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The Tempest – review

A film of the opening minutes of Herbert Beerbohm Tree's production of The Tempest was made in 1905. But there was no cinematic follow-up until after the second world war, when the play inspired a western (William Wellman's Yellow Sky) and a remarkable sci-fi yarn (Forbidden Planet), neither using Shakespeare's text. Then came Paul Mazursky's likable The Tempest (John Cassavetes as a self-exiled New York architect), which also dispensed with the text, and Derek Jarman's homoerotic version, which uses Shakespeare's words and turns the masque into a cabaret featuring Elisabeth Welch singing "Stormy Weather" with a chorus of prancing matelots. Peter Greenaway's postmodernist Prospero's Books had the 85-year-old John Gielgud (fulfilling a dream of playing Prospero on screen) speaking the lines of all the characters.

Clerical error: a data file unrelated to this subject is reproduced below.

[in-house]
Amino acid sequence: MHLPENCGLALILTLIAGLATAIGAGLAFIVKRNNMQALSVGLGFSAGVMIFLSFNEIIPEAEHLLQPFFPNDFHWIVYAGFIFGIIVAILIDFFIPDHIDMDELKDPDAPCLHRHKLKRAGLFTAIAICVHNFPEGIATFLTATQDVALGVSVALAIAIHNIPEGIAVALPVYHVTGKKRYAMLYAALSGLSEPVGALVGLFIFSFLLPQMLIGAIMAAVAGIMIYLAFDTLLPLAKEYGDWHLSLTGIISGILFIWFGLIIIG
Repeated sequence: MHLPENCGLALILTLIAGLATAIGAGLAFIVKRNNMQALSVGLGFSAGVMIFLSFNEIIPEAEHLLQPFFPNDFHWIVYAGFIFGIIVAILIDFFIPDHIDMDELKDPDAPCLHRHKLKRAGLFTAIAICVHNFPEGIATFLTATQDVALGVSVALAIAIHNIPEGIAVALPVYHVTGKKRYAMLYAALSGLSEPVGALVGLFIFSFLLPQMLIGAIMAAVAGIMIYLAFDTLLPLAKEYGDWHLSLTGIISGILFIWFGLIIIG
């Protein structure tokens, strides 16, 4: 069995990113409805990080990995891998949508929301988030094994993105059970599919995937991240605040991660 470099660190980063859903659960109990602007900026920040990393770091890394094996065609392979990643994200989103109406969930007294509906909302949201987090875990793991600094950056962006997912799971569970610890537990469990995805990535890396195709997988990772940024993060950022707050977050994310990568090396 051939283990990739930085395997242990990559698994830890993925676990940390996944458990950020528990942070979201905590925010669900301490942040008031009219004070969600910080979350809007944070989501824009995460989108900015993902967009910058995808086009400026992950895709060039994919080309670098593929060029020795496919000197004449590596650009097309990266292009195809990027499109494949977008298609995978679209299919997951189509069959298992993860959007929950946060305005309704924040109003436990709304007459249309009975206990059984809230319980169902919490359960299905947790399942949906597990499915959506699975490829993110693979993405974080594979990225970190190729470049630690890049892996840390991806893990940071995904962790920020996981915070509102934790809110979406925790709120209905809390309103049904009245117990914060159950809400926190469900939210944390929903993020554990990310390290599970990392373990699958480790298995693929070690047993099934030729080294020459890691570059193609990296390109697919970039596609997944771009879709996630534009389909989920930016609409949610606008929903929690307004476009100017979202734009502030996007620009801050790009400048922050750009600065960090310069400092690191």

A decade ago, Julie Taymor made a well-acted, at times breathtakingly inventive film of Titus Andronicus that modulated from the ancient

See full article on The Guardian - Film News